Stafford Jones, who worked as regional director of the U.S. Department of Health and Human Services, where she helped roll out the Affordable Care Act, said these questions led to the creation of a working group in the summer of 2022. They were tasked with both defining equity and creating a framework for its implementation across participating government agencies, partners and services. In January, their Working Definition of Equity was released.

“This is about system change,” Stafford Jones explained. “This comes from the recognition of mental health needs and addressing the mental health crisis that became apparent during the pandemic.”

Defining equity is not simply an exercise in semantics; a clear statement of equity can be the foundation to improved health care. In the forward to the American Psychological Association’s 2021 Inclusive Language Guidelines, Chief Diversity Officer Maysa Akbar, PhD, wrote, “Those committed to effecting change must acknowledge language as a powerful tool that can draw us closer together or drive us further apart. Simply put, words matter. The words we use are key to creating psychologically safe, inclusive, respectful, and welcoming environments.”

The APA recognizes equity as an ongoing process of assessing needs, correcting historical inequity as well as creating the conditions for the best outcomes and highest forms of health and wellbeing. The Centers for Disease Control notes health equity is a goal achievable through research, policy, programs and infrastructure.

The group of nine people that drafted the CYBHI’s statement includes community advocates, education officials and health policy researchers. The five-part Working Definition of Equity they drafted feels comprehensive and grand without becoming a treatise.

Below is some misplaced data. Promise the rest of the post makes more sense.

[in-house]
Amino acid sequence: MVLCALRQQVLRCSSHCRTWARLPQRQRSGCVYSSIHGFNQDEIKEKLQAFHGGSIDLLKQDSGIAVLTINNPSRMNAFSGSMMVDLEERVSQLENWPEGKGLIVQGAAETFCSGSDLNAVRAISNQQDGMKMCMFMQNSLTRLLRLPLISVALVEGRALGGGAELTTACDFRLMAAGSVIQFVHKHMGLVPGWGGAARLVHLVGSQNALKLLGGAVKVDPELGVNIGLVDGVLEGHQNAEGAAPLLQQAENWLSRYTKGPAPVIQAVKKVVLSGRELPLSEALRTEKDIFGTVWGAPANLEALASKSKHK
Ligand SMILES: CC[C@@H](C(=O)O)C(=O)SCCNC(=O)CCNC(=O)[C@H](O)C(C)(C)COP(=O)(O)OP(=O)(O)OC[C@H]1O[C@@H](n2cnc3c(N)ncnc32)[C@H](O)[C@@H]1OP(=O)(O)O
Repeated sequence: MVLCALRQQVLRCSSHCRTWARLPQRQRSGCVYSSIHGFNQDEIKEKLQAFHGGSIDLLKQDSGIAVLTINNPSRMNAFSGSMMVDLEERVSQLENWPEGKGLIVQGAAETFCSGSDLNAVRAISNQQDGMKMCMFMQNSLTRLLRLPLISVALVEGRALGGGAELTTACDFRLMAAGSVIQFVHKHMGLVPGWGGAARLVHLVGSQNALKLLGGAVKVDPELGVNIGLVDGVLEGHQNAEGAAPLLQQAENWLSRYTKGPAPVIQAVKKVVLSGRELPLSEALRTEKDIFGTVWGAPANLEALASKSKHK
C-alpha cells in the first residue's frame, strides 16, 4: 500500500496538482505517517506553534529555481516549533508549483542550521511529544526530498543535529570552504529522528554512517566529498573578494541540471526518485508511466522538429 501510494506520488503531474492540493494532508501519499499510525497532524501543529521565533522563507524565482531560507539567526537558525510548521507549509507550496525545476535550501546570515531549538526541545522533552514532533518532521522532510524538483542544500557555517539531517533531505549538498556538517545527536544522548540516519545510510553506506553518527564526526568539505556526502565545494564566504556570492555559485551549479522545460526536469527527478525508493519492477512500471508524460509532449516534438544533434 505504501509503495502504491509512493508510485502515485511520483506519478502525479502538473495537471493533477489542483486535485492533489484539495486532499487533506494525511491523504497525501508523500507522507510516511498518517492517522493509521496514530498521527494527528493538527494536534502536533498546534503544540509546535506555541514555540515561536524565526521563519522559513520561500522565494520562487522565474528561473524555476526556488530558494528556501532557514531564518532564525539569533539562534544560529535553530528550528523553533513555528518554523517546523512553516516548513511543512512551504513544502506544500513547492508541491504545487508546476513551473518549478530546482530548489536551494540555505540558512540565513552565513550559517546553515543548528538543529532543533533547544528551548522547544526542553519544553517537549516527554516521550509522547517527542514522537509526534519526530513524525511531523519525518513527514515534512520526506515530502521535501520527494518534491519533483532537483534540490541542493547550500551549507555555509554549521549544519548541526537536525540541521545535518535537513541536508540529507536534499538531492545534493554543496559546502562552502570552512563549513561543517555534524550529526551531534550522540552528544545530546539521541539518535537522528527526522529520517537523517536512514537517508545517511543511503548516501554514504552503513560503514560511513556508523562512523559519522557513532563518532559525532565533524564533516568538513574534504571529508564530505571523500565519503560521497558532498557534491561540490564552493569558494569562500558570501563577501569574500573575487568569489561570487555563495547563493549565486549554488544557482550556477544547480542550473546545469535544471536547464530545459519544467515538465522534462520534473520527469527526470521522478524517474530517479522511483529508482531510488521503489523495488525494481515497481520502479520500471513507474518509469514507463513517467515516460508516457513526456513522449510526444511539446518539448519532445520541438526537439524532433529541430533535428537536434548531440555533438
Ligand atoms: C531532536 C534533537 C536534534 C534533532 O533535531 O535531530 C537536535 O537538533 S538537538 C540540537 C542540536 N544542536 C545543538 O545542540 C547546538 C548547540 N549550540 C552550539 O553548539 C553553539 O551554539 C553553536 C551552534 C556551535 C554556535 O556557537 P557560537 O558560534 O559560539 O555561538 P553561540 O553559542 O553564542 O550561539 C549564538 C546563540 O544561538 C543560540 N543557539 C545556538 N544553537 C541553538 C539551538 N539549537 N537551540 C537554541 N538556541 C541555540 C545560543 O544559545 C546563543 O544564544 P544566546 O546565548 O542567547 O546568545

Stafford Jones stressed the importance of the adjective “working,” implying a process that should progress and evolve. The group wanted it to be clear that dimensions of identity should not prompt inequity; that the definition notes what makes communities thrive, not just suffer; that it address structural inequities and recognize the harm caused by health care systems; and that the working definition of equity is a process, not a checklist.

The working definition concludes: “Equity rebalances power to groups that experience inequality and promotes a spirit of healing, justice and reconciliation.”

Stafford Jones and CYBHI contributors are careful to note that California’s state government as a whole is not adopting a definition of equity. Rather, the working definition of equity is meant for the departments, government systems, partners and work that fall within the CYBHI. The working definition is meant to help the CYBHI contributors to move towards implementing an equitable solution to the state’s mental health crisis.

“The first step is the definition. The next step is utilization,” said D. Imelda Padilla-Frausto, PhD, MPH, a research scientist at the UCLA Center for Health Policy Research, who helped craft the definition. In addition, she notes, the CYBHI Equity Framework should help view and identify issues and gaps in current health care systems.